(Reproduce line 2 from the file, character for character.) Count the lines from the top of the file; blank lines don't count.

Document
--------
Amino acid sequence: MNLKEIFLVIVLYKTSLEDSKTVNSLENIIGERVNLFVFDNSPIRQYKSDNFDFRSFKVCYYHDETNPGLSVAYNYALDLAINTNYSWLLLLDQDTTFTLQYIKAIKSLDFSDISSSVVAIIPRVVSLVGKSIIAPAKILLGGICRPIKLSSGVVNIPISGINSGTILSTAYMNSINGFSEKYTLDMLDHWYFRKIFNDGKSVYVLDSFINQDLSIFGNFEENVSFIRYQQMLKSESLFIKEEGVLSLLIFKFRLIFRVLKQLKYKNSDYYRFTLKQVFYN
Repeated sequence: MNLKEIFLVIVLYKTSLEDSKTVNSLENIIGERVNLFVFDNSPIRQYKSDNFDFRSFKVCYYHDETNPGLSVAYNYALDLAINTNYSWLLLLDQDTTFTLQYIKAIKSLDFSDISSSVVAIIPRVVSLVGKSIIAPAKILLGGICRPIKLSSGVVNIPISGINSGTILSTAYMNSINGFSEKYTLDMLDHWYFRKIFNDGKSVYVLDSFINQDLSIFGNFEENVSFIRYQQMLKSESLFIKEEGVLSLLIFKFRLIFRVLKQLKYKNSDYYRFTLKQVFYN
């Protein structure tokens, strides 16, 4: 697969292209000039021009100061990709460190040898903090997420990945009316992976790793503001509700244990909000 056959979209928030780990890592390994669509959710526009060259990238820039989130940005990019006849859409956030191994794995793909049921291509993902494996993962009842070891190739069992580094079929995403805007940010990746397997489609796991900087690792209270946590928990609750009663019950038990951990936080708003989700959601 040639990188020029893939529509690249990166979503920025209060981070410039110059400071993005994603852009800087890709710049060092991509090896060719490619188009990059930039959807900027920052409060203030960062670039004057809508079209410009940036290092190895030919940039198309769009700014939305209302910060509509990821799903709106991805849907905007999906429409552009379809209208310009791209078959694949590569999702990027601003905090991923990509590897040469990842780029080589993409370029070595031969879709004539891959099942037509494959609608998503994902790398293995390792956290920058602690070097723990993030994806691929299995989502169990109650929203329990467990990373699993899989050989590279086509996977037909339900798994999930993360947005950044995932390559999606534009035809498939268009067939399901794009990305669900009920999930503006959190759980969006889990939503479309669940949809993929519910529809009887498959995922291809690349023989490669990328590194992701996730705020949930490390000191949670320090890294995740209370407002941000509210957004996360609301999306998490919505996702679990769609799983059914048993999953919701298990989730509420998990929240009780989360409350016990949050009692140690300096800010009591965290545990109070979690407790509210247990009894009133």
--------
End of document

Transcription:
Repeated sequence: MNLKEIFLVIVLYKTSLEDSKTVNSLENIIGERVNLFVFDNSPIRQYKSDNFDFRSFKVCYYHDETNPGLSVAYNYALDLAINTNYSWLLLLDQDTTFTLQYIKAIKSLDFSDISSSVVAIIPRVVSLVGKSIIAPAKILLGGICRPIKLSSGVVNIPISGINSGTILSTAYMNSINGFSEKYTLDMLDHWYFRKIFNDGKSVYVLDSFINQDLSIFGNFEENVSFIRYQQMLKSESLFIKEEGVLSLLIFKFRLIFRVLKQLKYKNSDYYRFTLKQVFYN